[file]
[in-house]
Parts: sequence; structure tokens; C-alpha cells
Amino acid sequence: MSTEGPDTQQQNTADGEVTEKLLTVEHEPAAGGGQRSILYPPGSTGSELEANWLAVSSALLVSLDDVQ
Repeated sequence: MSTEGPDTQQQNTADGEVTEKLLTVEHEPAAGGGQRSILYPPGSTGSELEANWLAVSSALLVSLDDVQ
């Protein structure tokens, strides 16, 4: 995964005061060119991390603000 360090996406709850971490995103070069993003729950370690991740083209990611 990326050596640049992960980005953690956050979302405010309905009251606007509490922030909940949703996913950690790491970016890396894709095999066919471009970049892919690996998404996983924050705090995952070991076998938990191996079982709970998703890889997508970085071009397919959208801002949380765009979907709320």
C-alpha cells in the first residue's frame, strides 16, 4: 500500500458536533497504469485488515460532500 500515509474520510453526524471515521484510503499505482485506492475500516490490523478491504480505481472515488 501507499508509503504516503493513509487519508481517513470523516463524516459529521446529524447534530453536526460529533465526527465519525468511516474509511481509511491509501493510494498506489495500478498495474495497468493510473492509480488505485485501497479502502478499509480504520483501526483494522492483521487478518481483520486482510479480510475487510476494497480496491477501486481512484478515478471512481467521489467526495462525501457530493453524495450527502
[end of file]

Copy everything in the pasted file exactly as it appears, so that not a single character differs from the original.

[in-house]
Parts: sequence; structure tokens; C-alpha cells
Amino acid sequence: MSTEGPDTQQQNTADGEVTEKLLTVEHEPAAGGGQRSILYPPGSTGSELEANWLAVSSALLVSLDDVQ
Repeated sequence: MSTEGPDTQQQNTADGEVTEKLLTVEHEPAAGGGQRSILYPPGSTGSELEANWLAVSSALLVSLDDVQ
């Protein structure tokens, strides 16, 4: 995964005061060119991390603000 360090996406709850971490995103070069993003729950370690991740083209990611 990326050596640049992960980005953690956050979302405010309905009251606007509490922030909940949703996913950690790491970016890396894709095999066919471009970049892919690996998404996983924050705090995952070991076998938990191996079982709970998703890889997508970085071009397919959208801002949380765009979907709320």
C-alpha cells in the first residue's frame, strides 16, 4: 500500500458536533497504469485488515460532500 500515509474520510453526524471515521484510503499505482485506492475500516490490523478491504480505481472515488 501507499508509503504516503493513509487519508481517513470523516463524516459529521446529524447534530453536526460529533465526527465519525468511516474509511481509511491509501493510494498506489495500478498495474495497468493510473492509480488505485485501497479502502478499509480504520483501526483494522492483521487478518481483520486482510479480510475487510476494497480496491477501486481512484478515478471512481467521489467526495462525501457530493453524495450527502